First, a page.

Frank (Keanu Reeves) is reluctantly attending his half-brother’s wedding in Paso Robles, California. At the airport he has an unpleasant encounter with Lindsay (Winona Ryder) – who turns out to be Frank’s brother’s ex-fiancée, and is attending the same wedding.
Destination Wedding is a romantic comedy that pairs together Keanu Reeves and Winona Ryder for the first time since Bram Stoker’s Dracula in 1992. Both were iconic young actors of the 1980s, both of whom have tracked extensive screen careers since, yet putting them back together feels like the most logical idea possible. There is a natural charm and chemistry between them; if told they were to start dating in real life, I doubt anybody would be remotely surprised. They work together so well.
This chemistry is extremely valuable in Destination Wedding, because without it it is doubtful the film would get across the line intact. Writer/director Victor Levin portrays both characters as deeply cynical and misanthropic, and to such an inordinate degree that now and then each comes across as actively unlikeable. Be aware that the film’s poster is lying to you, with its flirtatious smiles and seductive eye contact. Both characters begin complaining bitterly at one another within seconds of meeting and don’t stop until the film is over.
This is not to claim the film is worthless. In fact it is far from it. The misanthropy lends itself to a satisfying number of funny moments and successful gags. Wedding-haters – particularly those that hate weddings that involve travelling way out of town to go – will identify with a lot of Frank and Lindsay’s displeasure. Ryder and Reeves’ screen presence works every joke as well as they can, and it definitely works more often that it doesn’t. Where it fails, however, it fails obviously and sometimes painfully.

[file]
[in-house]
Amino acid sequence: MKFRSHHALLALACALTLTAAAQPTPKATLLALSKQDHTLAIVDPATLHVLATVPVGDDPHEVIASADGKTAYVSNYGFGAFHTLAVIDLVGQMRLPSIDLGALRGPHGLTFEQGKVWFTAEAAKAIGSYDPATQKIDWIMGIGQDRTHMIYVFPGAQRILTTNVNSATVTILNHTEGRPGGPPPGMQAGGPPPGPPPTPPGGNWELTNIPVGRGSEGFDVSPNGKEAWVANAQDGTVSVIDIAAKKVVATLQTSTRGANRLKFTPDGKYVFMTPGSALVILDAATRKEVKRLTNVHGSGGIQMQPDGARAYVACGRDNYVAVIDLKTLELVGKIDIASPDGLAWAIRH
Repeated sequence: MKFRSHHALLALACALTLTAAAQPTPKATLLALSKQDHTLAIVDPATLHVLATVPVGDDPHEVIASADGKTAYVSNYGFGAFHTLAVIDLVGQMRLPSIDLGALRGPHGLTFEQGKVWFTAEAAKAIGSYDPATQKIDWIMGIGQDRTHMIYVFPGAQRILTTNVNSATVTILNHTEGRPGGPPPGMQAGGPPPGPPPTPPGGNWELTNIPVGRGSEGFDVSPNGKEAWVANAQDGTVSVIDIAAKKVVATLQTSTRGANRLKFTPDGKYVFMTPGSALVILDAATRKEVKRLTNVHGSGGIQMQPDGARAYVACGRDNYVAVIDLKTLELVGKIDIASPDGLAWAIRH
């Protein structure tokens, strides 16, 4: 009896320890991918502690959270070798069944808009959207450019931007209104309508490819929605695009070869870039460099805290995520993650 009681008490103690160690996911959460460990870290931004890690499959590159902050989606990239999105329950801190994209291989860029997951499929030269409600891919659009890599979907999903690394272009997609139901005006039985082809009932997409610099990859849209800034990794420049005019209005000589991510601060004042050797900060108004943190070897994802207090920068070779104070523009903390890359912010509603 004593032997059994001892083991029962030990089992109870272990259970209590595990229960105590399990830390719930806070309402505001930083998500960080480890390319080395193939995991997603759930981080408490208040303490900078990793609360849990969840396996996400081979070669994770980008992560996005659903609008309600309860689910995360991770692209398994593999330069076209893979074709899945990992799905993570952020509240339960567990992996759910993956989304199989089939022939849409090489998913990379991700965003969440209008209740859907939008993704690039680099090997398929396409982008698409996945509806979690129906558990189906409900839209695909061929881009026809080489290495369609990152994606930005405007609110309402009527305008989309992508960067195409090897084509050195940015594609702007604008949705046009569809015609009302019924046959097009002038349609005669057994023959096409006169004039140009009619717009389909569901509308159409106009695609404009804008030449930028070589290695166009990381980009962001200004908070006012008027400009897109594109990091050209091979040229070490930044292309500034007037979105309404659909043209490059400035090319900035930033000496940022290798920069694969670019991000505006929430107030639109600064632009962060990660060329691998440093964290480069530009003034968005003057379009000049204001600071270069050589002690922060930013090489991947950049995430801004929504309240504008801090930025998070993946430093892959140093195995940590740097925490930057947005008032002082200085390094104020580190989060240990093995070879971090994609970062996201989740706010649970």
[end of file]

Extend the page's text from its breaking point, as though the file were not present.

What does work well is the film’s aggressively tight focus on its leads, both narratively and visually. Nearly every other character is essentially a cameo or an extra. We hardly see them on screen at all. The film is, in effect, a series of one-on-one conversations: at an airport, on a plane, at a reception dinner, and so on. It gives each scene a much more intimate feel than is usually presented in this kind of a comedy, and does enable Destination Wedding to stand out from ostensibly similar works.
In the end Destination Wedding is a funny comedy, and an entertaining film – but only to a certain extent. It elicits more laughs than groans, and its characters are enjoyable to watch more often than they are not. With a more evenly written screenplay it would be outstanding. As it stands, the best measure available to judge its appeal before watching is this: how much do you love Winona Ryder and Keanu Reeves? They are far and away the film’s strongest asset, and make you wish they had a better vehicle than this to showcase their charms.